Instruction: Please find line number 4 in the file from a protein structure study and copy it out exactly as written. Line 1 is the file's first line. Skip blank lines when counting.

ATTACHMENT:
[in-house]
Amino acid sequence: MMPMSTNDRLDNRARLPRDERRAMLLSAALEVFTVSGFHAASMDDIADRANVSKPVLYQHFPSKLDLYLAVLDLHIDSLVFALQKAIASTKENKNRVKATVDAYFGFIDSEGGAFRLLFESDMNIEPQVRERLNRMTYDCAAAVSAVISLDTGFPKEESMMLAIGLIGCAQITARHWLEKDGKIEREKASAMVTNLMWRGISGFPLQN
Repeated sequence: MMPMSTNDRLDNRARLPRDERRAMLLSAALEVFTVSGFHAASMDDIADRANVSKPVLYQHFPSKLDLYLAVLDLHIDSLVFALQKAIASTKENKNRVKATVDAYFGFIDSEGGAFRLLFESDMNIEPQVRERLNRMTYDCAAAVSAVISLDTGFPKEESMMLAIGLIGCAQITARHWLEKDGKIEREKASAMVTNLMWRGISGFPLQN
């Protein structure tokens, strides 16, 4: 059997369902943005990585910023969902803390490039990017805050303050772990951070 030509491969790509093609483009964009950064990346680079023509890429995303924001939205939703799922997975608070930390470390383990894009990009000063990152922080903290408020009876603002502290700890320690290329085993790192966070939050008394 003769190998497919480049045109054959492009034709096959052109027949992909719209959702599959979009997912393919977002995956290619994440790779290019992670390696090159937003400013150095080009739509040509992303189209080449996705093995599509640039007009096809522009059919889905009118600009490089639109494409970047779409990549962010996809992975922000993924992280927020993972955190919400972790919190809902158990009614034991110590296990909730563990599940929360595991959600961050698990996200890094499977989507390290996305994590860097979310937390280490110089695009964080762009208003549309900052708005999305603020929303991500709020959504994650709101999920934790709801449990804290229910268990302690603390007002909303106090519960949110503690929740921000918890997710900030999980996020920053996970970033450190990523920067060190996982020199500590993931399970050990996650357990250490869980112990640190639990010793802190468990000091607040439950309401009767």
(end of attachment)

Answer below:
């Protein structure tokens, strides 16, 4: 059997369902943005990585910023969902803390490039990017805050303050772990951070 030509491969790509093609483009964009950064990346680079023509890429995303924001939205939703799922997975608070930390470390383990894009990009000063990152922080903290408020009876603002502290700890320690290329085993790192966070939050008394 003769190998497919480049045109054959492009034709096959052109027949992909719209959702599959979009997912393919977002995956290619994440790779290019992670390696090159937003400013150095080009739509040509992303189209080449996705093995599509640039007009096809522009059919889905009118600009490089639109494409970047779409990549962010996809992975922000993924992280927020993972955190919400972790919190809902158990009614034991110590296990909730563990599940929360595991959600961050698990996200890094499977989507390290996305994590860097979310937390280490110089695009964080762009208003549309900052708005999305603020929303991500709020959504994650709101999920934790709801449990804290229910268990302690603390007002909303106090519960949110503690929740921000918890997710900030999980996020920053996970970033450190990523920067060190996982020199500590993931399970050990996650357990250490869980112990640190639990010793802190468990000091607040439950309401009767």